Programming Your Mom. http://www.dandongs.com/

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    Super Moderator VirtualAce's Avatar
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    First off, hardware interrupts are just that - hardware. You cannot invoke a hardware interrupt. An example of a hardware interrupt is on your sound card. The DMA chip is programmed for half the length of the sound sample and the card is as well. The programmer then writes an interrupt handler to catch a hardware interrupt from the card. When the DSP chip on the sound card reaches the end of the programmed length of the sample, it fires off a hardware interrupt on a certain IRQ channel - which one is purely up to the manufacturer of the card, but most used IRQ 3 through IRQ 7 in the DOS days. These IRQs are NOT actually 3, 5, and 7 on the list of all 255 interrupts. IRQ 5 actually is about IRQ 55 hex - but it was known as IRQ 5 and called that by Creative Labs and other companies that manufactured sound cards. The hardware interrupt is then fired which signals that the sound sample has finished playing or finished iterating through the data. Now your interrupt handler catches the interrupt (after correct setup of the PIC) which then would load more data into the circular buffer. It's a circular buffer - always loading into the section that just finished playing and always playing the section that just finished loading. In this way the load cursor will never conflict with the play cursor (essentially the pointers will never overlap) so there is no danger of getting a popping sound when playing large sound files.

    Hardware interrupts cannot be invoked from software - they must be hardware generated. Now software interrupts can be invoked and they can be invoked from XP as well inside of a DOS session. Don't be so sure that the emulator won't do just what you want it to. I've yet to find any software interrupts that behave unexpectedly inside of XP. However, DMA, PIC, and other types of programming will probably fail miserably. But this code should compile and run fine under TC 1.0 with TASM 5.0.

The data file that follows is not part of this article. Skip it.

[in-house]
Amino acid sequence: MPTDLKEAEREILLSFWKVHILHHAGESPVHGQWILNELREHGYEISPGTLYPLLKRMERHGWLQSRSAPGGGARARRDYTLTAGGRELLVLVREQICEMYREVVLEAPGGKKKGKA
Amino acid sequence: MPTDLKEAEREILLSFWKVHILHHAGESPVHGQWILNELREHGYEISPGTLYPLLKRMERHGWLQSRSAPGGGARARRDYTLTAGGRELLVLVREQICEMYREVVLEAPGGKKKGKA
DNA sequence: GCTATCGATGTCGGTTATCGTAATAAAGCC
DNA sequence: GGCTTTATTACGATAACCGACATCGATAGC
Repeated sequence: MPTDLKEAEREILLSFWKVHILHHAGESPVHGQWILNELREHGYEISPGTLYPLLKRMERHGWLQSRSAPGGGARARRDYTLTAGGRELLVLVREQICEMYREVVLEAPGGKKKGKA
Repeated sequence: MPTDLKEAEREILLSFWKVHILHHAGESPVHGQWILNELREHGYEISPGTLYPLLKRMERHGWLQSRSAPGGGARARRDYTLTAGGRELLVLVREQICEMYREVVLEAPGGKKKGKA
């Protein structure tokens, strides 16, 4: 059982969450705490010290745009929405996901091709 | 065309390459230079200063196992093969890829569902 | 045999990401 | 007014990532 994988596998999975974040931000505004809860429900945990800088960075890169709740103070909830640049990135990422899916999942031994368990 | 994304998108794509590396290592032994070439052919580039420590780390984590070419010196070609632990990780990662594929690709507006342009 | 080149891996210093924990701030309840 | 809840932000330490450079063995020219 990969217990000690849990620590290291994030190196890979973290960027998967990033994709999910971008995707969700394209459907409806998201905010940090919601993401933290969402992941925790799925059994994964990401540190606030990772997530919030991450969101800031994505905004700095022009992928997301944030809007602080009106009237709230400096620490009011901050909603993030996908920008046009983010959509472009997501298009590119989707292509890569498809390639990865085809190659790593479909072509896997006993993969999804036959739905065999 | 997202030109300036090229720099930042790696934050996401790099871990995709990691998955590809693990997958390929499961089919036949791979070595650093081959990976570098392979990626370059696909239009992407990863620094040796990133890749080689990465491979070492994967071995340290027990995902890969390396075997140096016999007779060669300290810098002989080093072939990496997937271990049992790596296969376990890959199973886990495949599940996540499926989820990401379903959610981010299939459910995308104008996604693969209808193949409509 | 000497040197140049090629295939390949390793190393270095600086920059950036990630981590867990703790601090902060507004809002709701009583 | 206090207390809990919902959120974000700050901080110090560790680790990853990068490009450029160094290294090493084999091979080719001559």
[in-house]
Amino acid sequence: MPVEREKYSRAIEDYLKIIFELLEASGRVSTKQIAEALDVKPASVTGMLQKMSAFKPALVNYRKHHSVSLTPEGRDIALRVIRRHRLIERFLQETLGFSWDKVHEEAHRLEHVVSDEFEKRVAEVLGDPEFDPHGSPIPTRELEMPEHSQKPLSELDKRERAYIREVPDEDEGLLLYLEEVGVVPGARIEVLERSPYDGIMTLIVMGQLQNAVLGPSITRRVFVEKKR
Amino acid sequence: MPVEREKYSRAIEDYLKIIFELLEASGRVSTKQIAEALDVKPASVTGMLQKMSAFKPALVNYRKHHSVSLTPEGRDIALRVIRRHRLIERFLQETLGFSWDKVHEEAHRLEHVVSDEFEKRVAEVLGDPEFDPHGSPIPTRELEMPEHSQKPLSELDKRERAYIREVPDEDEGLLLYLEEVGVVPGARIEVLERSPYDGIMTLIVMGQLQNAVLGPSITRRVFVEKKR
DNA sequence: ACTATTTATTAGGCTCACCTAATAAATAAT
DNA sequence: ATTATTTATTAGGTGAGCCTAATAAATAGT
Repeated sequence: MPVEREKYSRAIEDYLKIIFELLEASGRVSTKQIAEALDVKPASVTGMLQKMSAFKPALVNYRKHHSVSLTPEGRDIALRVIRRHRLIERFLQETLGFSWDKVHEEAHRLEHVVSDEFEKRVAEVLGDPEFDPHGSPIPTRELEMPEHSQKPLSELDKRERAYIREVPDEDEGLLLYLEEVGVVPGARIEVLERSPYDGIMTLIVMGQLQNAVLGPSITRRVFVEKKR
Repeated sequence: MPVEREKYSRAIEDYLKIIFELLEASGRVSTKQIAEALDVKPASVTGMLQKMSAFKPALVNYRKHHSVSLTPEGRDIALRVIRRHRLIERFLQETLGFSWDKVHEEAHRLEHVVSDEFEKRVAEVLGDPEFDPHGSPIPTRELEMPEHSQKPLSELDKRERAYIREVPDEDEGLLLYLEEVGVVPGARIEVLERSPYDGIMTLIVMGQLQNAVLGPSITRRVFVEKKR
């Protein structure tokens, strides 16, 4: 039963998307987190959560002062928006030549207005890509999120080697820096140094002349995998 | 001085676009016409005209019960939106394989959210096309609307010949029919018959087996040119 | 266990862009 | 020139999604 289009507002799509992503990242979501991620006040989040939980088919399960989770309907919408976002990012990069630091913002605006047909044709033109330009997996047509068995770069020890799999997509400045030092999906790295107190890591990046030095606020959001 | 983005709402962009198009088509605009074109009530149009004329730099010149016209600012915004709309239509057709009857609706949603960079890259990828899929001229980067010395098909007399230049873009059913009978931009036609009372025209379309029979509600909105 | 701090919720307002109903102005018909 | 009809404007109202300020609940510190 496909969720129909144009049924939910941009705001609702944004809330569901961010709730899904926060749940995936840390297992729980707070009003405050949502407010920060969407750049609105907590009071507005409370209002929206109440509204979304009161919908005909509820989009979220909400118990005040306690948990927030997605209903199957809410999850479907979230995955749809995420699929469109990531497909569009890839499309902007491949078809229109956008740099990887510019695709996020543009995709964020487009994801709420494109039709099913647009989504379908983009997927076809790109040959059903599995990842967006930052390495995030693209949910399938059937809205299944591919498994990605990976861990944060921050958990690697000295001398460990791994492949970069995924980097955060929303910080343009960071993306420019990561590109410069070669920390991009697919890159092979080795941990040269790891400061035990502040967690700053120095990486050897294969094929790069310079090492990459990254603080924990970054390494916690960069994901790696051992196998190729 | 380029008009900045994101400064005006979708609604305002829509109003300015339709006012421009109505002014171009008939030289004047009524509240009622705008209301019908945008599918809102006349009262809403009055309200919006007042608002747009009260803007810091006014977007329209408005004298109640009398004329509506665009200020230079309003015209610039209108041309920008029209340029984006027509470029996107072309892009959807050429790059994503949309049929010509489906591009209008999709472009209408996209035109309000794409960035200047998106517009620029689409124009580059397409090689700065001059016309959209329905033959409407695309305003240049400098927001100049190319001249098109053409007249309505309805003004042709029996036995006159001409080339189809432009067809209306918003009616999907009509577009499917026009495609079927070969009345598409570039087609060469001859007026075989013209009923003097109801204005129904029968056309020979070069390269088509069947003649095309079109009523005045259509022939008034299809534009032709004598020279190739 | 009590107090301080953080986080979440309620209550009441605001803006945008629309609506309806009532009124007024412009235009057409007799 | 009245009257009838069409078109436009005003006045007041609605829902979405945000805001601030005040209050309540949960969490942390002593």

Code:
    void SetMode13h(void)
    {
      asm {
        mov  ax,13h
        int 10h
       }
    }
    
    void ResetMouse(void)
    {
       asm {
         mov ax,0000h
         int 33h
       }
    }
    
    void ShowMouse(void)
    {
      asm {
        mov ax,01h
        int 33h
      }
    }
    
    void HideMouse(void)
    {
      asm {
        mov ax,02h
        int 33h
      }
    }
    
    struct Mouse
    {
      int x,y,button;
    }
    
    void GetMouseButtonDown(Mouse &outMouseData)
    {
      asm {
        mov ax,03h
        int 33h
    
      }
      outMouseData.button=_BX;
      outMouseData.x=_CX >> 1;         //Divide by 2 only if in mode 320x200x256
      outMouseData.y=_DX;
    }
    Try it.

  10. #10
    Supermassive black hole cboard_member's Avatar
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    Quote Originally Posted by CrazyNorman
    Maybe I'm wrong, but he probably means interrupts (as in hardware interrupts).
    Yes I did .

    It's coming along nicely but I feel there are already many area of improvement.
    Good class architecture is not like a Swiss Army Knife; it should be more like a well balanced throwing knife.

    - Mike McShaffry

  11. #11
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    Here's a link to a tutorial on DOS game programming: <a href="http://www3.telus.net/alexander_russell/ course/introduction.htm">This is the link.</a> You learn to access the hardware directly and all that good low-level stuff...

    EDIT: I guess HTML links don't work here. How does one make a link on these forums?
    Last edited by ProgramWizard; 08-06-2005 at 06:46 AM. Reason: My link didn't work.